UMass Amherst Scientists, Volunteers Check for Acid Rain in Lakes

AMHERST, Mass. - On Earth Day, Sunday, April 22, a group of volunteers for the Acid Rain Monitoring (ARM) project based at the University of Massachusetts will quietly wade or row into 190 lakes and ponds around the state. The hearty group of 70 men and women is part of a unique project that incorporates science with a grass-roots effort to protect the health of the environment. The water samples they collect will be rushed that day to 15 regional volunteer laboratories for preliminary testing, then will be analyzed by UMass scientists who are attempting to provide definitive evidence of the presence and/or effect of acid rain in the state''s recreation resources and drinking water.

Director Paul J. Godfrey of the Water Resources Research Center at UMass, along with a group of about 1,000 volunteers, founded ARM in 1983 in order to provide closer scrutiny of the acid-rain situation than the state could afford at the time. Federal laws regarding emissions of pollutants have been strengthened since then, but little data is available today to determine whether acid rain has increased, receded, or remained at the same levels, as a result, said Godfrey.

According to Godfrey, over its 18-year history, the ARM project has drawn national attention for its work. Godfrey says ARM draws its dedicated corps of volunteers from environmental groups or outdoor recreation organizations, including the Massachusetts Audubon Society and Trout Unlimited. Volunteers work under the direction of University scientists to keep track of the effect of noxious and/or toxic emissions that land on pristine water in New England, even when those emissions emanate from hundreds of miles to the west and south.

With the help of a $50,000 grant from the Department of Environmental Protection (DEP), ARM has provided the state enough data on acid rain to make a determination of the level of the problem in recreational and drinking water. Between 1983 and 1993, volunteers sampled 2,444 lakes (87 percent of the total in the state), and 1,670 streams (69 percent) for a total of more than 40,000 samples.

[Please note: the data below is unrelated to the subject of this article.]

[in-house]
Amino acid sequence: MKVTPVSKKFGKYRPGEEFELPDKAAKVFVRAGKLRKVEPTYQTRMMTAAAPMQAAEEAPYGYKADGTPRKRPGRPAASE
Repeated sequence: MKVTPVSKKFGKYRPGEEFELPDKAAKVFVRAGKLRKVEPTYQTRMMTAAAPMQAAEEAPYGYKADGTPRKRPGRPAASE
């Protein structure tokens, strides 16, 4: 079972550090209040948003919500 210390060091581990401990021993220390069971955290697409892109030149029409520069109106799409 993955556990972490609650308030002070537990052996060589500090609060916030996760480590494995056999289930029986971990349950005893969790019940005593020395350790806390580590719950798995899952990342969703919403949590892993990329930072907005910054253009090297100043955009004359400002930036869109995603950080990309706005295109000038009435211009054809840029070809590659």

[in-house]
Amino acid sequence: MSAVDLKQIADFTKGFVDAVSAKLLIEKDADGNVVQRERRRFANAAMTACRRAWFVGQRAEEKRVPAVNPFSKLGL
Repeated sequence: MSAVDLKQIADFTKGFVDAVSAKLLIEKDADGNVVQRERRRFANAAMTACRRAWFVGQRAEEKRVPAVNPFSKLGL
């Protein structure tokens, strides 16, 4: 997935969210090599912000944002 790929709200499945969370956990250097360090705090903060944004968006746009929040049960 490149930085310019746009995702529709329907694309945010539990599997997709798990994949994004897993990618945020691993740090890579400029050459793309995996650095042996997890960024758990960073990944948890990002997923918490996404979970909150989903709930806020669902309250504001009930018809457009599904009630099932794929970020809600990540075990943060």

"Most states sample only a few lakes, and only occasionally, using highly paid professionals to do the work," according to Godfrey. "We are the only ones who can say, with confidence, that we know the effect of acid rain on inland waters because we have such an extensive random sample, thanks to the volunteers."

According to the DEP, 30 of the 190 bodies of water sampled on Earth Day have been targeted because they historically were close to being acidified, were very low in alkalinity, and/or demonstrated a significant trend for further acidification.

"Most of our volunteers have a strong love for the environment and the outdoors; many are sportsmen," said Godfrey. "They see good science coming out of this, and want to be a part of solving a serious problem in the region."

Volunteers are given special bottles to use to collect water in the middle of lakes or outlets, or at shorelines far from weeds or obvious sources of pollution. Water is drawn, then delivered to 15 local labs, where another set of volunteers perform pH and alkalinity analysis. From there, all samples are sent to the UMass Environmental Analysis Lab in Amherst for analysis of total phospherous and major ions. The Water Resources Center conducts detailed analysis and interpretation of data results.

"This project shows how the University can help state residents solve problems," Godfrey said. "Many people see problems and want to do something useful, but need guidance and training. We need volunteers to help us keep the costs down, and they need us to organize the project and do the science. Together, we can make this happen."

Water samples will be taken from 190 bodies of water on April 22, including the following:

* Upper Naukeag Lake, Ashburnham

* Ashby Reservoir, Ashby

* Ashfield Lake, Ashfield

* Quabbin Reservoir, Belchertown

* Ponkapoag Pond, Canton

* Cobble Mountain Reservoir, Blandford

* Laurel Lake, Erving

* Newell Pond, Greenfield

* Mirror Lake, Harvard

* Wright Pond, Holyoke

* Houghton Pond, Milton

* Hawley Reservoir and Cadwell Creek, Pelham

* Blue Hills Reservoir, Quincy

* Lake Wyola and Locks Pond, Shutesbury

* West branch of the Swift River, Shutesbury

* Porter Lake West, Springfield

* Lake Lorraine, Springfield

* Webster Lake, Webster

* Herring Pond, Wellfleet

Paul J. Godfrey can be reached at 413/545-2842, or godfrey@tei.umass.edu. Volunteer contact information is available through the News Office at 413/545-0444.